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What’s Behind Last Week's ‘Coup’ in Paraguay?

Latin American analysts draw connections between agribusiness and the Paraguayan elite

by Altilio Boron and Idilio Mendez Grimaldi (translated by Jay Hartling)

Paraguayan President Fernando Lugo at the World Economic Forum in 2010. Copyright World Economic Forum (www.weforum.org) / Edgar Alberto Domínguez Cataño [CC-BY-SA-2.0 (http://creativecommons.org/licenses/by-sa/2.0)], via Wikimedia Commons
Paraguayan President Fernando Lugo at the World Economic Forum in 2010. Copyright World Economic Forum (www.weforum.org) / Edgar Alberto Domínguez Cataño [CC-BY-SA-2.0 (http://creativecommons.org/licenses/by-sa/2.0)], via Wikimedia Commons


Last Friday Paraguay’s president Fernando Lugo was impeached by congress in a move condemned by the landlocked country’s South American neighbours as a coup d’état. “The coups have returned, but disguised,” said Cuban president Raúl Castro. Canada, Germany and Spain are reported to have recognized the new government despite the objections of most Latin American governments.

Jay Hartling, an independent journalist from Halifax living in El Salvador, translated the following two articles from Spanish to help explain to English-speaking audiences the powerful influence of multinational agribusiness corporations on the political situation in Paraguay.


Last Friday (June 22, 2012), the Paraguayan Congress rushed through one of the most blatant acts of fraud in the political history of Latin America: the removal of President Fernando Lugo, in a summary trial that appeared more like a political lynching than a constitutional process. 

With a speed proportional to its illegitimacy, the most corrupt Senate in the Americas (and that’s saying a lot!), found him guilty of “poor performance” of his functions as President because of the tragic deaths that occurred in an eviction of landless farmers in Curuguaty. 

This massacre was a trap devised by a right wing that has waited since Lugo assumed the presidency in 2008 for the right moment to get rid of his government, which, despite not affecting its interests, opened a space for social protest and popular organization that was incompatible with the dominance of the ruling class. The eternal dishonour attached to being the leader of this institutional coup belongs to Mr. Aldo Zucolillo, the director and owner of the daily newspaper ABC Color, and the lofty leader of the sinister Interamerican Press Society (SIP).1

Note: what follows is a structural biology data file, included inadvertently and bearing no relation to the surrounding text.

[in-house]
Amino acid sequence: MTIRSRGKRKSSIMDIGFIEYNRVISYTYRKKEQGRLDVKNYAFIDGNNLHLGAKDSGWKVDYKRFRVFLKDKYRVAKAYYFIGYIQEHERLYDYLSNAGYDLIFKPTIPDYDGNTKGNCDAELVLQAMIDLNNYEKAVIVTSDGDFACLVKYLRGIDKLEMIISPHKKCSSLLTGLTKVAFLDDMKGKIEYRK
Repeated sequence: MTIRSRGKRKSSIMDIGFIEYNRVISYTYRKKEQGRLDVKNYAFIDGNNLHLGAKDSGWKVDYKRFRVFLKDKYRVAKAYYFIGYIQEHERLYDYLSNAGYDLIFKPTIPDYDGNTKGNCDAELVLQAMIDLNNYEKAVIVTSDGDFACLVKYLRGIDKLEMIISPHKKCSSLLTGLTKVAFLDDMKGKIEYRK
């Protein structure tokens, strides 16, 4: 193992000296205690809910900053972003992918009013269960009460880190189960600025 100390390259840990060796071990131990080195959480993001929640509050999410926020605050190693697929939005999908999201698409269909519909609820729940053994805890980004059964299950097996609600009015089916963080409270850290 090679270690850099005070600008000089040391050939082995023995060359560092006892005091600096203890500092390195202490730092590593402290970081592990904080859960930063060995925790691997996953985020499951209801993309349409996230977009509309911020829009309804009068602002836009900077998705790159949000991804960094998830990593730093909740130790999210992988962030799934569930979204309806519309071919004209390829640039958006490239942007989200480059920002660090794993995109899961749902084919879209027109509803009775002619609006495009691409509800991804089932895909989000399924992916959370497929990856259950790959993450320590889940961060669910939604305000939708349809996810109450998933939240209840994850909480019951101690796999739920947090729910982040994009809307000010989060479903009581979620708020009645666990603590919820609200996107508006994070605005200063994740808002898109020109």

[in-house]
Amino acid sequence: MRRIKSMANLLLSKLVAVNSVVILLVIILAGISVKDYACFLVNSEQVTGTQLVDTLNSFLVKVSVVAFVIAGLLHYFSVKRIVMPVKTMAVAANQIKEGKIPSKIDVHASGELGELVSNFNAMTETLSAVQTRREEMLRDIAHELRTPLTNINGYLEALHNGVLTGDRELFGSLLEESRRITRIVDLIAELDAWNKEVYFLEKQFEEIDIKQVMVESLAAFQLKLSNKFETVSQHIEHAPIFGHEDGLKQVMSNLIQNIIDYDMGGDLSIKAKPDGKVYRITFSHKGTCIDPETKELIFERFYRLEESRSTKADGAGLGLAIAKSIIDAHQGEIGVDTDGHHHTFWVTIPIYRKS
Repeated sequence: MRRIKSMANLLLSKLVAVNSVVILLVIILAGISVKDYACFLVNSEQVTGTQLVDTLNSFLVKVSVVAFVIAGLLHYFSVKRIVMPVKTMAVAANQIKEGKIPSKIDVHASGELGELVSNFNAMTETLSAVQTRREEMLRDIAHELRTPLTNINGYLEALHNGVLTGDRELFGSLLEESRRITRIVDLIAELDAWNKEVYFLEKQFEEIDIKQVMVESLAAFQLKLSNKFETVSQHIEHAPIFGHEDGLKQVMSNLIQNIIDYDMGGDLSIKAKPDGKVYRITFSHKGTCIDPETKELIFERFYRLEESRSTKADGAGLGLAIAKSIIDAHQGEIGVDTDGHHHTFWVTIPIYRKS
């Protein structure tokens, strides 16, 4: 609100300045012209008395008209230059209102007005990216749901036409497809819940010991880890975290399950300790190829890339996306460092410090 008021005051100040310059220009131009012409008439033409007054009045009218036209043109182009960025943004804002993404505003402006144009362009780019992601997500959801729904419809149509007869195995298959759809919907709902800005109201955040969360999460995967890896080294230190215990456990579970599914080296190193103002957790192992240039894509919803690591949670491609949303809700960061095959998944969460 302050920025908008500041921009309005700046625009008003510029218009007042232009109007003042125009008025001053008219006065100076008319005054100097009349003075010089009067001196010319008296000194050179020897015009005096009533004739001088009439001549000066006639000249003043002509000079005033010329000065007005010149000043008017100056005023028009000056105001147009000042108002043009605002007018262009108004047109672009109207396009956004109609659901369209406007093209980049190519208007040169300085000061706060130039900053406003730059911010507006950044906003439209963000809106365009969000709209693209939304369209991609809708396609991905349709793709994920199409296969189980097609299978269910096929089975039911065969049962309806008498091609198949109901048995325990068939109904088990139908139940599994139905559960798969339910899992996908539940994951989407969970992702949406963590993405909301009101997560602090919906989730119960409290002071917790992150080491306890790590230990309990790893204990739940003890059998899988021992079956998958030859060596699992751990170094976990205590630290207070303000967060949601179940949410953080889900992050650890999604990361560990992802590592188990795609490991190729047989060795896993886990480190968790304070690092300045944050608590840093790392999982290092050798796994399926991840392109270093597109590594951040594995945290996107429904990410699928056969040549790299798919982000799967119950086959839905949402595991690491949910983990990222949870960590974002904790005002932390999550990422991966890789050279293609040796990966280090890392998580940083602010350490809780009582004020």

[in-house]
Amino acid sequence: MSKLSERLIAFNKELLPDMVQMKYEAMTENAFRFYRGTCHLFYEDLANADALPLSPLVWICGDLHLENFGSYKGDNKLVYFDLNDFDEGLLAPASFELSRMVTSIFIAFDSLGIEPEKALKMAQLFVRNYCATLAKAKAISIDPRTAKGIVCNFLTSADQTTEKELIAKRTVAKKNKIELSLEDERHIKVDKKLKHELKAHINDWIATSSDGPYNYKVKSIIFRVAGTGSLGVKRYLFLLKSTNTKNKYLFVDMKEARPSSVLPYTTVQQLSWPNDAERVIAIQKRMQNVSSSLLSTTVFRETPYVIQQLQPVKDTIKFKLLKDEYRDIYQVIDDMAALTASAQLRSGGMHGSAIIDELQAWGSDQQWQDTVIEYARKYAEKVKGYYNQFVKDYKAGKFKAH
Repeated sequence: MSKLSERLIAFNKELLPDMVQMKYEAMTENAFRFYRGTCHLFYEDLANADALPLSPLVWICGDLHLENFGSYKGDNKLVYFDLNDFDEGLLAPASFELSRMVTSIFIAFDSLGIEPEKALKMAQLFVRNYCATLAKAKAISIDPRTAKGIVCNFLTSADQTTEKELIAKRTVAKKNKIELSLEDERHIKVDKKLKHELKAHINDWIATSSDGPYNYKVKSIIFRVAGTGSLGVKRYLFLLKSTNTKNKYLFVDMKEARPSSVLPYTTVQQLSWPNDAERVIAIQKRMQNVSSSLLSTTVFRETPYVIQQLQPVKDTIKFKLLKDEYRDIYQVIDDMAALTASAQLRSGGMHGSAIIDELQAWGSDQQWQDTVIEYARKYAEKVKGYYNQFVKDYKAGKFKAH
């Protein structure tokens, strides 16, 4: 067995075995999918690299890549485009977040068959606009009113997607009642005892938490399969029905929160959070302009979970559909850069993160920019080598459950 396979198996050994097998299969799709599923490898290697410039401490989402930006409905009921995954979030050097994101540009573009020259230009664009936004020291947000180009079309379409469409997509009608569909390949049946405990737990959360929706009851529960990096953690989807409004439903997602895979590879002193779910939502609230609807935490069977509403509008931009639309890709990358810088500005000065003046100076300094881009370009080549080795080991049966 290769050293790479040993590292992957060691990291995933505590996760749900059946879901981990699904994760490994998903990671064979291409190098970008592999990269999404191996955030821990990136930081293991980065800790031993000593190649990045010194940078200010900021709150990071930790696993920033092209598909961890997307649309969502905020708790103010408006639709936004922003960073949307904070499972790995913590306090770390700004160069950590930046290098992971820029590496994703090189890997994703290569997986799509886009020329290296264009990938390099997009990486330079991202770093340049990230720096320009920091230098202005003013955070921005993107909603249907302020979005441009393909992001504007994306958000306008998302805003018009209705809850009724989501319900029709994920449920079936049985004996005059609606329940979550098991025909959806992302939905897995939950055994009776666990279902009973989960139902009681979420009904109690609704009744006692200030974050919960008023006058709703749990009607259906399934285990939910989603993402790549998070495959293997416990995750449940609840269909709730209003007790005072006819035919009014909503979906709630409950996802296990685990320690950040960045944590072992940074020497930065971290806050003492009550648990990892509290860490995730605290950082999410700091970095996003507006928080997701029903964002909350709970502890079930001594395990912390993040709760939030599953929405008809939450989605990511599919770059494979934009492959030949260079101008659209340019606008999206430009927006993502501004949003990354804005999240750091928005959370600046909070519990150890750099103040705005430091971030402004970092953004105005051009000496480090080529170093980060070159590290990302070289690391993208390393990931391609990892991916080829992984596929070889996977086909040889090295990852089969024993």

The coup in Paraguay imitates the 2009 coup directed against Mel Zelaya in Honduras,with the exceptional difference that Mr. Zelaya was removed from his house by the military at the point of a bayonet.  Zucolillo, “illegitimate child” of the Stroessner era 2 – is the same as various others of his type in the rest of the region – an unscrupulous businessman who developed his wealth under “freedom of the press” and the improbable “independent journalism”, the loincloth that doesn’t hide what Paraguayan economist Idilio Mendez Grimaldi says -- that Zucolillo is the main partner of Cargill in Paraguay, one of the largest agro-industrial transnationals in the world.” 

ABC Color launched an intense campaign prior to the coup d’etat, preparing a political climate that permitted Lugo’s express political hanging.  

The leadership of Cargill and Monsanto in the “democracide” perpetrated in Paraguay is scandalous. Mendez Grimaldi, in a detailed analysis of the sistematic plunder of Paraguay by Cargill and Monsanto, notes the following:  

· Agro-industrial transnationals in Paraguay pay almost zero taxes, due to their ferocious protection in Congress, which is dominated by the Right.  

· Tax collection in Paraguay is just under 13% of GDP.  

· 60% of taxes collected by the Paraguayan state are the IVA [similar to GST].  

· Large-scale landowners do not pay taxes.  Land taxes represent scarcely 0.04% of taxes

collected – about $5 million, according to a study by the World Bank.

· Agro-industry produces an income equal to 30% of GDP, which represents approximately $6 billion.  

· 85% of all land in Paraguay – approximately 30 million hectares – is in the hands of 2% of the population, who also dominate the national political stage. The “2%” make their money in extractive industries and land speculation; have tight ties to the transnational financial sector; and, in one way or another, are linked to agro-industry. 

Due to the operation of these conditions in the country, where perks and bribes are the engines of the accumulation of capital, it was very unlikely that Lugo could stabilize power without constructing a powerful social base. 

Nonetheless, and despite the numerous warnings of allies inside and outside Paraguay, the ousted president did not undertake the homework of consolidating a broad-based and heterogenous social movement with the same enthusiasm that brought him to power in 2008.

His support in congress was minimal.  Only four senators opposed the parliamentary coup, and he didn’t have much more support in the lower house.  His only strength to discourage his bitter enemies was his ability to mobilize in the streets.  However, he stubbornly resisted this, even though a wide range of sectors and regional governments were willing to accompany him.